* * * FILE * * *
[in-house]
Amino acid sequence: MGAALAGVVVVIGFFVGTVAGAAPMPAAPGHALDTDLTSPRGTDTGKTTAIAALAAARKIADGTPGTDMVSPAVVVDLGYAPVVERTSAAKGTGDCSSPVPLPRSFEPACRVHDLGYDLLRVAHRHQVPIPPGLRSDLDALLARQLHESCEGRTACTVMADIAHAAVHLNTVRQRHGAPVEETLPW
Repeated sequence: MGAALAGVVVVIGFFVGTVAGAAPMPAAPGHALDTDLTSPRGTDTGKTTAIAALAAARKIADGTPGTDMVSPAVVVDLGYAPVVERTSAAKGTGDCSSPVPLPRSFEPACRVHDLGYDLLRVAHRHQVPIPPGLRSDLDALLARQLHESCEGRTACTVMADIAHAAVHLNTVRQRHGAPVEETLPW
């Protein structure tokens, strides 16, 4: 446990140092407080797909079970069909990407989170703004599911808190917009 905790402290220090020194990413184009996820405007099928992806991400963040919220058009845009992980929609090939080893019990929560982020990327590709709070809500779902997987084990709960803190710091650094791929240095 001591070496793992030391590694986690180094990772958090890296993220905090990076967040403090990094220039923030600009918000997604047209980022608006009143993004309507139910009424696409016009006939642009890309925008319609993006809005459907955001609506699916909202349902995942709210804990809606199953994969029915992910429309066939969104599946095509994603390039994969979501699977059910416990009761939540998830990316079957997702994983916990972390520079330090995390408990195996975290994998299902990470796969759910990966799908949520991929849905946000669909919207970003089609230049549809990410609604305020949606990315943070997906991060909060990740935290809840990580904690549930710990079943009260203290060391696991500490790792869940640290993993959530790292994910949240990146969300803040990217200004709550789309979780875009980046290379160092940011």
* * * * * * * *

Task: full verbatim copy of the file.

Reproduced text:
[in-house]
Amino acid sequence: MGAALAGVVVVIGFFVGTVAGAAPMPAAPGHALDTDLTSPRGTDTGKTTAIAALAAARKIADGTPGTDMVSPAVVVDLGYAPVVERTSAAKGTGDCSSPVPLPRSFEPACRVHDLGYDLLRVAHRHQVPIPPGLRSDLDALLARQLHESCEGRTACTVMADIAHAAVHLNTVRQRHGAPVEETLPW
Repeated sequence: MGAALAGVVVVIGFFVGTVAGAAPMPAAPGHALDTDLTSPRGTDTGKTTAIAALAAARKIADGTPGTDMVSPAVVVDLGYAPVVERTSAAKGTGDCSSPVPLPRSFEPACRVHDLGYDLLRVAHRHQVPIPPGLRSDLDALLARQLHESCEGRTACTVMADIAHAAVHLNTVRQRHGAPVEETLPW
């Protein structure tokens, strides 16, 4: 446990140092407080797909079970069909990407989170703004599911808190917009 905790402290220090020194990413184009996820405007099928992806991400963040919220058009845009992980929609090939080893019990929560982020990327590709709070809500779902997987084990709960803190710091650094791929240095 001591070496793992030391590694986690180094990772958090890296993220905090990076967040403090990094220039923030600009918000997604047209980022608006009143993004309507139910009424696409016009006939642009890309925008319609993006809005459907955001609506699916909202349902995942709210804990809606199953994969029915992910429309066939969104599946095509994603390039994969979501699977059910416990009761939540998830990316079957997702994983916990972390520079330090995390408990195996975290994998299902990470796969759910990966799908949520991929849905946000669909919207970003089609230049549809990410609604305020949606990315943070997906991060909060990740935290809840990580904690549930710990079943009260203290060391696991500490790792869940640290993993959530790292994910949240990146969300803040990217200004709550789309979780875009980046290379160092940011």